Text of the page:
California's NEST penalty
California's noneconomic substance transaction understatement penalty, commonly referred to as the NEST penalty, imposes a 20 percent penalty for understatements attributable to noneconomic substance transactions (Revenue and Taxation Code (R&TC) Section 19774). The penalty increases to 40 percent for transactions that are not adequately disclosed.
A transaction lacks economic substance either because: (1) it lacks an economic benefit or, (2) there is no bona fide, non-tax California business purpose for entering into the transaction.
In cases where your client has received a final federal audit report, we may assess the NEST penalty in lieu of the accuracy-related penalty assessed on the audit report if both of these criteria are met:
- The federal adjustment was from a transaction lacking economic substance.
- Tax benefits from this same transaction were reported on the California tax return.
Unlike California, the Internal Revenue Service does not have a NEST penalty.
This penalty is imposed on a Notice of Proposed Assessment. To dispute the NEST penalty, your client should file a protest of the penalty within the required 60-day time period (R&TC Section 19041), and also file a Request for Chief Counsel To Relieve Penalties (form FTB 626).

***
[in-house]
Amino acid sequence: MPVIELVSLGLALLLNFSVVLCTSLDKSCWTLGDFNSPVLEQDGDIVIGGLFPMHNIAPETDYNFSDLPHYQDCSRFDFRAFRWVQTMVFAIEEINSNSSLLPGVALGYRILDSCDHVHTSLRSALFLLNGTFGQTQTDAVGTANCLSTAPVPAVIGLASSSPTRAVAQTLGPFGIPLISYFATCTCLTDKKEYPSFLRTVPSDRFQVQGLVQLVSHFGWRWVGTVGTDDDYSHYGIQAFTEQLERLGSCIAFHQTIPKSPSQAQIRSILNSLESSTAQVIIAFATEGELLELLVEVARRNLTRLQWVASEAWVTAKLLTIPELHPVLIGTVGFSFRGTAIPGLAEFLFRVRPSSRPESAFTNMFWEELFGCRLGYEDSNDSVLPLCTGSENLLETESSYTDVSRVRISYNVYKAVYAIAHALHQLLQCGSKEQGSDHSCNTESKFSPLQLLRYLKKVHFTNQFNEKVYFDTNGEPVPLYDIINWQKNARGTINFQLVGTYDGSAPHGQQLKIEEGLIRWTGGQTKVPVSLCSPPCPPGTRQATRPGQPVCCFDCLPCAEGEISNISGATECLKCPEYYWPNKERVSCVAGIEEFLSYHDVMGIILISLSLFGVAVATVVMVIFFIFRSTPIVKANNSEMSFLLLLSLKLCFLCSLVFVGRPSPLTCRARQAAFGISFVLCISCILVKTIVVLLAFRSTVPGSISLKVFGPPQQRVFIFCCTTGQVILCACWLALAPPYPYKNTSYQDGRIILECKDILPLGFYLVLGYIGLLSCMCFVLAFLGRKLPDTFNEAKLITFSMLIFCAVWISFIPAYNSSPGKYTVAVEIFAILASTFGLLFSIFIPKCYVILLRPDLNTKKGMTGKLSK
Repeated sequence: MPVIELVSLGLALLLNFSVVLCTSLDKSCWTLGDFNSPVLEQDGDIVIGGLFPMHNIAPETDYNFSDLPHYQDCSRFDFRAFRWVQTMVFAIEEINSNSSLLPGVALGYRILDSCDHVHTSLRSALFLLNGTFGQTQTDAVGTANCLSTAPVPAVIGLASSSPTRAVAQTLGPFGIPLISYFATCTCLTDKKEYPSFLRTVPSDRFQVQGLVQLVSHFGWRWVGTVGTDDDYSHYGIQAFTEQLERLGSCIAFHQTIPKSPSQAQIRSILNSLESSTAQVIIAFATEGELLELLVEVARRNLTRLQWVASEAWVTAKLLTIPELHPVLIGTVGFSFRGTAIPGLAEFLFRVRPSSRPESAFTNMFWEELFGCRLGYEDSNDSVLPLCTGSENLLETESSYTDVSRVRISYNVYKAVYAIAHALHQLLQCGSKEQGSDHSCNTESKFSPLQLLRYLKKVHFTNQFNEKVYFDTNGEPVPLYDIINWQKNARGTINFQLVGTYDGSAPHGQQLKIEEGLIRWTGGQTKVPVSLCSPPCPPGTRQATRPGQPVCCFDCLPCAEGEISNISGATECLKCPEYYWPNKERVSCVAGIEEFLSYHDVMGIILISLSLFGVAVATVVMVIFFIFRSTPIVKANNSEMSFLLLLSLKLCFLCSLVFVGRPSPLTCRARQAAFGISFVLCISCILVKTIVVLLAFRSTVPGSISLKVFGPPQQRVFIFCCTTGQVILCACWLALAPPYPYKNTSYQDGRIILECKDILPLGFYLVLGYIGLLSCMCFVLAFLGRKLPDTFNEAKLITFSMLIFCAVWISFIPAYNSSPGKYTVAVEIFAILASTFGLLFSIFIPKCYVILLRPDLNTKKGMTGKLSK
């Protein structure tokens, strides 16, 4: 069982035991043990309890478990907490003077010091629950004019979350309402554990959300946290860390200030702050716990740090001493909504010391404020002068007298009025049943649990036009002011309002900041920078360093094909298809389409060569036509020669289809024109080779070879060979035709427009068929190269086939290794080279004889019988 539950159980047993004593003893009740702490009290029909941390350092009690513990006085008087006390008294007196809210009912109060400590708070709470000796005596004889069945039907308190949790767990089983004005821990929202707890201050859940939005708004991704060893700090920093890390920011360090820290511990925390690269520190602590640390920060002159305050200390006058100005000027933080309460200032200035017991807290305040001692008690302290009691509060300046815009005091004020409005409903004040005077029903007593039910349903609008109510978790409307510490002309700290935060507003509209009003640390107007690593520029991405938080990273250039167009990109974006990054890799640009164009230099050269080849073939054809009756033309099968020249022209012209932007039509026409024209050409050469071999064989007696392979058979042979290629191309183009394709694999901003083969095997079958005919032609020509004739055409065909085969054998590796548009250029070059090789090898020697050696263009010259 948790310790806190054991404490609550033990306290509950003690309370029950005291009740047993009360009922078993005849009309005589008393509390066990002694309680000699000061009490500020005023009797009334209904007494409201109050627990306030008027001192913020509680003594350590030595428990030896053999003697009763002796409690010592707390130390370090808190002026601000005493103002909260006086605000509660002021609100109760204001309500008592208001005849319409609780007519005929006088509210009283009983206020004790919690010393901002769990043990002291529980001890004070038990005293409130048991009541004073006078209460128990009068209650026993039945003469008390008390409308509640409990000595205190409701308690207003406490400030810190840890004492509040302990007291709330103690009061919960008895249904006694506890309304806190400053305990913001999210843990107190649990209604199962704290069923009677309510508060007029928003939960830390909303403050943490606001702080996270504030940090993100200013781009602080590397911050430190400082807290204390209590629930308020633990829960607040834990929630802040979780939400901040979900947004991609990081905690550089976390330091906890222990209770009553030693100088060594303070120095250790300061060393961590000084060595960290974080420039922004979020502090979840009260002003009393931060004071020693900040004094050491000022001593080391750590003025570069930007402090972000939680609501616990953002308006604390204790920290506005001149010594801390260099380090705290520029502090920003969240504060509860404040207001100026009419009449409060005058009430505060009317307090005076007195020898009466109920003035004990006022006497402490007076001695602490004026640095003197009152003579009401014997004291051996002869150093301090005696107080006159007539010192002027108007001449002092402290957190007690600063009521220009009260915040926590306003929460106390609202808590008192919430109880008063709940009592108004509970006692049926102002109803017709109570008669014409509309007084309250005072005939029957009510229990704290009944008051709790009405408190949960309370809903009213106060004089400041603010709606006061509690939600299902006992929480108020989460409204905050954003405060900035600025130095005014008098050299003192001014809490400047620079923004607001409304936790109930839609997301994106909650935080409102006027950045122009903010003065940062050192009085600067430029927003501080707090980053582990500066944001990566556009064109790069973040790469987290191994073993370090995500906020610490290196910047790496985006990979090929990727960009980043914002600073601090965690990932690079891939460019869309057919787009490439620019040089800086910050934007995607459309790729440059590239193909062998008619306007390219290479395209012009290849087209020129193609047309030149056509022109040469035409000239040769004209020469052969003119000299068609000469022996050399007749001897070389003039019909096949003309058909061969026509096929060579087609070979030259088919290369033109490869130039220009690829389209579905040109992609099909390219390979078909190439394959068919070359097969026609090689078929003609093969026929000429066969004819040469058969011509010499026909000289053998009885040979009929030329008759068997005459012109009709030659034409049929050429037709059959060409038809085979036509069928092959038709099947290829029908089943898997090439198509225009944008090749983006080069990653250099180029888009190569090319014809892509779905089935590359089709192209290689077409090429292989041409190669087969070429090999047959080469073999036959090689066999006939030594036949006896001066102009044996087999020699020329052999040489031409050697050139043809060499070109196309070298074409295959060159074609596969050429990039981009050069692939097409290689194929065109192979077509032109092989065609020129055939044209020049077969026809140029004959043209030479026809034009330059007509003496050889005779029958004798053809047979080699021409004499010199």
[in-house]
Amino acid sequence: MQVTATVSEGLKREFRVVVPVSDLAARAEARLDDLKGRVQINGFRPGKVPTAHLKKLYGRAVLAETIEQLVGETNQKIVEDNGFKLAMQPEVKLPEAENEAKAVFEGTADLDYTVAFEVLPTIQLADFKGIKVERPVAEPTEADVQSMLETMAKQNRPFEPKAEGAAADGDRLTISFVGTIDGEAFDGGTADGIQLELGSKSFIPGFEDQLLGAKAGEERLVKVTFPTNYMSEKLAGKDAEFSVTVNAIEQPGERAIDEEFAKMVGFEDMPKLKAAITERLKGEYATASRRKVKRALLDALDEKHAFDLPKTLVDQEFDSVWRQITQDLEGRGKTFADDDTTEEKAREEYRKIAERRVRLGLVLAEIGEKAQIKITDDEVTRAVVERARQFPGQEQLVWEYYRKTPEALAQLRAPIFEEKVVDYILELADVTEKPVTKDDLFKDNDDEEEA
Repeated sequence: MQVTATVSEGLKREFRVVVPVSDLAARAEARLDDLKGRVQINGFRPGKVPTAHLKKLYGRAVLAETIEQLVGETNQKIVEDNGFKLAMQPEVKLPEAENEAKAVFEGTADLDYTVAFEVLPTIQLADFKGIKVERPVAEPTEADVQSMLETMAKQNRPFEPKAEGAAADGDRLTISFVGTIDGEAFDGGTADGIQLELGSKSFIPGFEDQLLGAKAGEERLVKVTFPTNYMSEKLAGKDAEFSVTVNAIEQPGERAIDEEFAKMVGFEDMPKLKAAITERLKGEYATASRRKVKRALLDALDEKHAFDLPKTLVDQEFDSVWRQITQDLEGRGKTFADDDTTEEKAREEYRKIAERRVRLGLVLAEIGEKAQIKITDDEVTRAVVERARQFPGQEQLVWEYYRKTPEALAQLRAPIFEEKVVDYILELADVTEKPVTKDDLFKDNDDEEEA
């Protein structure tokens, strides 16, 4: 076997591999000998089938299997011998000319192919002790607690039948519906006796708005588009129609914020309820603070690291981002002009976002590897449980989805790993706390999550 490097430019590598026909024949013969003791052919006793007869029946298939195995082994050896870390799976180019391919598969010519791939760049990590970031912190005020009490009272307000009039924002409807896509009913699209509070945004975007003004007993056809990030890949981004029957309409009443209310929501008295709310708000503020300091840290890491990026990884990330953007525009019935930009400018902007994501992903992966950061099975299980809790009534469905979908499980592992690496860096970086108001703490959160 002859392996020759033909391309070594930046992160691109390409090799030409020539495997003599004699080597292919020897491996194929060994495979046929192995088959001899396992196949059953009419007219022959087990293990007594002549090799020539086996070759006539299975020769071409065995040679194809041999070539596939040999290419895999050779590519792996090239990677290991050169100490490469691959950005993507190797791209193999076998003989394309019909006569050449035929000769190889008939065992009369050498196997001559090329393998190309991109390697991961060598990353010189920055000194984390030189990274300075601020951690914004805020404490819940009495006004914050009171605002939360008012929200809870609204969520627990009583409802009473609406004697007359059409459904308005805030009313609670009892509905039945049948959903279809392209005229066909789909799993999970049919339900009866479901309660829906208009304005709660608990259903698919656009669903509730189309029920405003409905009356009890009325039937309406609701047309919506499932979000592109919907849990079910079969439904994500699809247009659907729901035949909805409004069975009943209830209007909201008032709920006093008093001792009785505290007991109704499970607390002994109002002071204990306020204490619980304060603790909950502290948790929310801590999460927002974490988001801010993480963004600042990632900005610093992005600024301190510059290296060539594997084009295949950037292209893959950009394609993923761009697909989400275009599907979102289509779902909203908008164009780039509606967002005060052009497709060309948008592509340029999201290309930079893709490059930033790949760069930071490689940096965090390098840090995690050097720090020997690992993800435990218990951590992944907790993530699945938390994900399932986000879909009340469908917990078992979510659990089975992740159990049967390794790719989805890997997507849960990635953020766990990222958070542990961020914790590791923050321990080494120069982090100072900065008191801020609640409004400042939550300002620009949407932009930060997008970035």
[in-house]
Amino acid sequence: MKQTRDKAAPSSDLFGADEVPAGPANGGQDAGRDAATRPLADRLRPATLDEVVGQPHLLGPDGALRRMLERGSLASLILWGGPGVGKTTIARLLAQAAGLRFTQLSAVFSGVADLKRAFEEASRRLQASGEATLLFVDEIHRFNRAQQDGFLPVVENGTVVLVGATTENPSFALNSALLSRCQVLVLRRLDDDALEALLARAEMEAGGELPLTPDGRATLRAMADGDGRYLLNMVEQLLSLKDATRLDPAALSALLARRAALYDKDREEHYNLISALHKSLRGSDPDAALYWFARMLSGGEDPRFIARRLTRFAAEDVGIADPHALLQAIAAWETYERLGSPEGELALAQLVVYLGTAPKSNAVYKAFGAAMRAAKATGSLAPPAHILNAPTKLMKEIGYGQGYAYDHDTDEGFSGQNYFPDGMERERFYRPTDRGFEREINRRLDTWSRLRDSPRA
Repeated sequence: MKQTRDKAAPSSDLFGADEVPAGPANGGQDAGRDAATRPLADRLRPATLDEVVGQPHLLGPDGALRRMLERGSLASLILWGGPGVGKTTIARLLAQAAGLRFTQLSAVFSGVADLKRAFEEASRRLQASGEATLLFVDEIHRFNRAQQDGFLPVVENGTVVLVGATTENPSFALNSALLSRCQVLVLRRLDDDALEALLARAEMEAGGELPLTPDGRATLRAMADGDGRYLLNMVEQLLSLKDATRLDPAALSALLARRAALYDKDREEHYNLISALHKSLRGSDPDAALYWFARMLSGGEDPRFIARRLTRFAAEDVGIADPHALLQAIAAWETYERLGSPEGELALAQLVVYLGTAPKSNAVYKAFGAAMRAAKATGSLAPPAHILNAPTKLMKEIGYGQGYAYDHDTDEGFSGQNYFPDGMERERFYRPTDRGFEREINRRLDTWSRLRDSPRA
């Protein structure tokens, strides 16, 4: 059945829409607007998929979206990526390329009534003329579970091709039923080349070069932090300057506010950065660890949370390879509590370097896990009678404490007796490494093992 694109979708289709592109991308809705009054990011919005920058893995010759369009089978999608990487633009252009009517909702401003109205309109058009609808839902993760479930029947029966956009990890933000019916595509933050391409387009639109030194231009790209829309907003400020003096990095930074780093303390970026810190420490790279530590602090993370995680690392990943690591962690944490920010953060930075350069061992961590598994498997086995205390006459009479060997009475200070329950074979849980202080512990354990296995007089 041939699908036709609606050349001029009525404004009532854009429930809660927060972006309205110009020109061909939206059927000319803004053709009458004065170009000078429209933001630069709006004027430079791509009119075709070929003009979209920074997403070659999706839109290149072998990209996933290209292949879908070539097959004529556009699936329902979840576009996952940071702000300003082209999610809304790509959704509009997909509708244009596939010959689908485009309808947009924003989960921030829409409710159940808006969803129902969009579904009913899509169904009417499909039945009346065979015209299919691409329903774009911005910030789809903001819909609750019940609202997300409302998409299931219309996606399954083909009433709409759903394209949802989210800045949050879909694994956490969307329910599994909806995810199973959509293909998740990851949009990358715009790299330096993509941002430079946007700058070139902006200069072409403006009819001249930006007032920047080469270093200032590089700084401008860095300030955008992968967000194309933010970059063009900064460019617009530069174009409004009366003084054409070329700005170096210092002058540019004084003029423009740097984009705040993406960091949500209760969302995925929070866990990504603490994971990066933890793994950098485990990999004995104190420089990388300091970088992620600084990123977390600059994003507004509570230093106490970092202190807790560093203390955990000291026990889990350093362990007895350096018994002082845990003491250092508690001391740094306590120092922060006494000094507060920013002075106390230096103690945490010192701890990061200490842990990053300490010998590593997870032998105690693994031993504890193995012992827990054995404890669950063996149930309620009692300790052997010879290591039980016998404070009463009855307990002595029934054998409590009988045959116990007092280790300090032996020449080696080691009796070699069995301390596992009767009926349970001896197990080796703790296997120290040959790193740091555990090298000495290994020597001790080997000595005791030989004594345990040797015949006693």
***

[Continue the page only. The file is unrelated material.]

The factors relating to whether the penalty was properly imposed will be developed during the protest process. The Chief Counsel relief process (R&TC Section 19774(d)) is the mechanism for determining whether to withdraw or reduce the NEST penalty. The Chief Counsel's determination will consider all grounds raised in the dispute of the penalty including substantive arguments concerning economic substance and business purpose.
The Chief Counsel will issue a determination on the Request for Penalty Relief. Your client cannot appeal or challenge the Chief Counsel's refusal to compromise the penalty before the State Board of Equalization or in court. A Notice of Action will be issued on the remaining issues which are the subject of the protest.
Your client may also contest the penalty after paying the full amount and filing a claim for refund with FTB, and may appeal to the State Board of Equalization or file an action in court after the refund claim is denied or deemed denied.